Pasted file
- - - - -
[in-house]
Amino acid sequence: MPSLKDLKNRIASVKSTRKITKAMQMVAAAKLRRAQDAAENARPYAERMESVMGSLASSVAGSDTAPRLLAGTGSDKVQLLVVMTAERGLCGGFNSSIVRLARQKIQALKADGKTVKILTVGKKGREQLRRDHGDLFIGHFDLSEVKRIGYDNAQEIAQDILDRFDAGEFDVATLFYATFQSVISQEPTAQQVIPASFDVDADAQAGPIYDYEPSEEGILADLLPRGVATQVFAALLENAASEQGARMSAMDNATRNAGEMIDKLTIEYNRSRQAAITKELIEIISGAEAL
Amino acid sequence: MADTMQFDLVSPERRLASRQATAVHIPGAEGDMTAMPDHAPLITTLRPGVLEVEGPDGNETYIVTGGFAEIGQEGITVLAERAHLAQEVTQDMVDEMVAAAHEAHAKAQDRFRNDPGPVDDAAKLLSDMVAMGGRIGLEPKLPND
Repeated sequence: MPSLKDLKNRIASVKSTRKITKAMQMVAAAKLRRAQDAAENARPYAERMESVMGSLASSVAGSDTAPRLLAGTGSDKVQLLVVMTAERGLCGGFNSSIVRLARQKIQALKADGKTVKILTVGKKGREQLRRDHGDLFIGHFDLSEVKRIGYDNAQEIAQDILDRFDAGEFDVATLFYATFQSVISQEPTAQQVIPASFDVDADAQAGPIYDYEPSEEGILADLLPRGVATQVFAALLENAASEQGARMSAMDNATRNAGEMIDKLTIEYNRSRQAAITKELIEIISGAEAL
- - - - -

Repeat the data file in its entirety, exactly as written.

[in-house]
Amino acid sequence: MPSLKDLKNRIASVKSTRKITKAMQMVAAAKLRRAQDAAENARPYAERMESVMGSLASSVAGSDTAPRLLAGTGSDKVQLLVVMTAERGLCGGFNSSIVRLARQKIQALKADGKTVKILTVGKKGREQLRRDHGDLFIGHFDLSEVKRIGYDNAQEIAQDILDRFDAGEFDVATLFYATFQSVISQEPTAQQVIPASFDVDADAQAGPIYDYEPSEEGILADLLPRGVATQVFAALLENAASEQGARMSAMDNATRNAGEMIDKLTIEYNRSRQAAITKELIEIISGAEAL
Amino acid sequence: MADTMQFDLVSPERRLASRQATAVHIPGAEGDMTAMPDHAPLITTLRPGVLEVEGPDGNETYIVTGGFAEIGQEGITVLAERAHLAQEVTQDMVDEMVAAAHEAHAKAQDRFRNDPGPVDDAAKLLSDMVAMGGRIGLEPKLPND
Repeated sequence: MPSLKDLKNRIASVKSTRKITKAMQMVAAAKLRRAQDAAENARPYAERMESVMGSLASSVAGSDTAPRLLAGTGSDKVQLLVVMTAERGLCGGFNSSIVRLARQKIQALKADGKTVKILTVGKKGREQLRRDHGDLFIGHFDLSEVKRIGYDNAQEIAQDILDRFDAGEFDVATLFYATFQSVISQEPTAQQVIPASFDVDADAQAGPIYDYEPSEEGILADLLPRGVATQVFAALLENAASEQGARMSAMDNATRNAGEMIDKLTIEYNRSRQAAITKELIEIISGAEAL